The virus has unusual effects: aside from killing the women of Prentisstown, it gave animals the power of speech and men the ability to hear the thoughts of everyone and everything around them. It’s just as awful as it sounds and the entire world in which Todd lives is filled with Noise. Until one day he finds a single spot in the swamp beyond Prentisstown where there is utter silence and uncovers a terrible secret about the world in which he grew up.
As I mentioned before, I practically tore through this book trying to figure out what the secret of Prentisstown is. While I felt that the secret didn’t quite live up to the suspense building up to it, The Knife of Never Letting Go was cracktastic nonetheless. If I don’t think too hard about the logistics of a virus that allows animals the power of human speech and humans the power of telepathy, the world Ness has created is fascinatingly different from most other science-fiction/fantasy novels I’ve read. The technology is backward and outdated because the original settlers were religious folk looking to create a simple life on another planet. I reveled in the little details about this place and it makes for an extremely compelling read.
However, I had a few problems with it. The title, for one. I feel as though the title is a bit misleading because it seems to imply (to me anyway) that the knife is something of great significance to the narrative. Well, the knife is certainly of some significance, but not enough to warrant naming the entire book after it. The second, of course, is finding out that this is the first of a series. ARGH. Serves me right; I should read covers more closely. This is Book One of the Chaos Walking (appropriate title) series.
The last is something that wouldn’t ordinarily bother me, but its inclusion in the text was unexpectedly irksome. Wicked Cool Riley once said that she hated when authors did “clever things with text if it serves no point.” I don’t mind it; in fact, I sort of love it. I love metafictional elements in books like the intentional typographic errors in the “Penelope” chapter of Ulysses or the breaking of the “fourth wall” in The City of Dreaming Books. But in each of those instances, I believe there is a reason for typographical cleverness: in the case of “Penelope” it’s there to call attention to the fact that text will never ever fully encapsulate the process of thought (I wrote an entire paper on this for my Joyce colloquium at university) and in The City of Dreaming Books, it provides a huge fucking scare. (Or so I thought anyhow.)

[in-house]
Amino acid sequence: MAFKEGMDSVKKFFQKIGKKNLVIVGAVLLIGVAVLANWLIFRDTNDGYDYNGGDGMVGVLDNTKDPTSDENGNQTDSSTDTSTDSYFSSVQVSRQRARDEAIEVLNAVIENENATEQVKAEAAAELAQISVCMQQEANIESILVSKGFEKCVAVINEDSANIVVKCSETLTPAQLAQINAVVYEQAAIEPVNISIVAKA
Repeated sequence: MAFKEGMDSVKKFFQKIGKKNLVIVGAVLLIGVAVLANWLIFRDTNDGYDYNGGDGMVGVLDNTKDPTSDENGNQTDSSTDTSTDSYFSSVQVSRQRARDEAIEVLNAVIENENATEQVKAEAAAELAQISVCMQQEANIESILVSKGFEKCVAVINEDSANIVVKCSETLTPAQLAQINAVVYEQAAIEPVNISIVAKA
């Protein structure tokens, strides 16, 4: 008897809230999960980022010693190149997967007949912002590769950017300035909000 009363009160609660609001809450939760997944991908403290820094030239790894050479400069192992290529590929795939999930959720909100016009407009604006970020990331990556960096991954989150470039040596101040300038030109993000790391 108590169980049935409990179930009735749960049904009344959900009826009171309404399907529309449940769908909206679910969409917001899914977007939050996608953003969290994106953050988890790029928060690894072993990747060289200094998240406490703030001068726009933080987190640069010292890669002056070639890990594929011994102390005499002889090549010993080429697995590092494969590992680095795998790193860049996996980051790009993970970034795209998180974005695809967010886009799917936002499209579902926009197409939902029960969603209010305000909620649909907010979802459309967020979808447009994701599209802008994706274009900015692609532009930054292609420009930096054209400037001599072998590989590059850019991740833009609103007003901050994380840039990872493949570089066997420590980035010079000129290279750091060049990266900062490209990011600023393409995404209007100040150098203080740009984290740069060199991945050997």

In The Knife of Never Letting Go, there are font changes to indicate different types of Noise, including entire sections of pages devoted to the layering of everyone’s Noise to provide a visual reference to the mind-aural cacophony Todd has to deal with everyday. Except it really adds nothing to the experience of reading, the text in the blocks of overlaid Noise is unimportant, and only distracted me. I ended up skipping over those chunks of overlaid text entirely and didn’t miss a single bit of it. Insignificant in the narrative and useless. It could have gone.
Regardless, this is one of the few YA books I’ve read lately that didn’t leave me wanting something more. I’m not sure why that is, why certain books in this genre seem full and satisfying whereas others do not. Of the new books I read this past vacation, I would rate Flora Segunda by Ysabeau Wilce as the most satisfying, followed by The Knife of Never Letting Go. The others were good but somehow lacking. I hate to say that because they are good books. Just…not enough, I suppose.